Although Picasso is known as a remarkable twentieth-century painter and sculptor of things and of people, there is little doubt that his ambitions as an artist reflected his art education in late nineteenth-century Spain. Throughout his career, he sought ways to be both a modernist artist and to match the grandeur, scale and public address of academic history paintings, works illustrating great events in history, scenes from the bible, or classical myths.
Working long after the great era of such painting in European art during the preceding three or four centuries, Picasso had to reinvent history painting, and to draw upon what had always been a counter-tradition, depictions of human situations conceived in poetic terms. So in 1903 he produced Life, a vaguely allegorical image of the cycle of life, and in 1905 The Family of Saltimbanques, a lyrical scene of circus folk whose anomie could stand for all kinds of contemporary experience. But his project of a modern kind of history painting only became crystallised long after these works, in 1937, with the advent of the Spanish Civil War and the highly unusual situation of a state commission from the struggling government of Republican Spain. The result, Guernica 1937, not only represented a remarkable negotiation of the competing demands of public-scale painting, an established personal practice and iconography and the politicisation of an horrific act of fascist aggression, it also transformed Picasso’s reputation.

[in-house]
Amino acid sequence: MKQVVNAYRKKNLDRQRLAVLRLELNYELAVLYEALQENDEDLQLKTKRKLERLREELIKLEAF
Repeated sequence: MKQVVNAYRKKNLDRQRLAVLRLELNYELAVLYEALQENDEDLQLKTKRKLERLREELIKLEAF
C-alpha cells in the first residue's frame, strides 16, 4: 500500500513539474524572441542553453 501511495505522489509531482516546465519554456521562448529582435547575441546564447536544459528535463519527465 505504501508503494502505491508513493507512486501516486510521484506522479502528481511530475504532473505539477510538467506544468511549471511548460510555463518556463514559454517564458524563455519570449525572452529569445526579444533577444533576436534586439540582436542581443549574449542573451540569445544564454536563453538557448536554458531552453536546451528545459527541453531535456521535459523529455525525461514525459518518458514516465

Sitting out the Franco regime in the Museum of Modern Art in New York from 1939 to 1981 (when it finally returned to Spain in accordance with the artist’s wishes), the painting became a symbol of resistance, a site of protest, a politicised image. In 1970 the Art Workers’ Coalition co-opted it for a demonstration against the US involvement in Vietnam, holding up posters showing photographs of My Lai in the museum space where Guernica hung. Since Picasso’s death the painting’s meaning has been reactivated by Spanish politics, its location in Madrid contested by Basque nationalists and its meaning for contemporary Spain tested by the activities of ETA. And the tapestry of Guernica that normally hangs outside the UN Security Council chamber acquired a charged political meaning in January 2003, masked as it was by a blue sheet for Colin Powell’s press conference on the need for regime change in Iraq. Anti-war protestors insisted on the imagery, parading cut-out figures of the painting’s screaming women through the streets of New York the following month.
But if Guernica is one of the most potent essays in history painting of the modern age, and one whose ambiguities of meaning have only enhanced its political value, the period in Picasso’s art after its creation up until his relationship with Jacqueline Roque commenced in the mid-1950s has been a problematic one for art history to accommodate, a symptom in turn of the awkwardness and over determination of his activity, both artistic and political. As an artist now made in the image of Guernica, he had to live up to the ideal of the modern political painter, something that he marked publicly when he joined the Communist Party in 1944. He might, as he told American GI Jerome Seckler in 1945, have wanted “to use a revolutionary manner of painting and not paint like before”, but he also insisted that the political dimension of his art could not be forced or consciously produced: it would simply be self-evident as a function of his intense openness to the sheer intensity and particularity of human actions.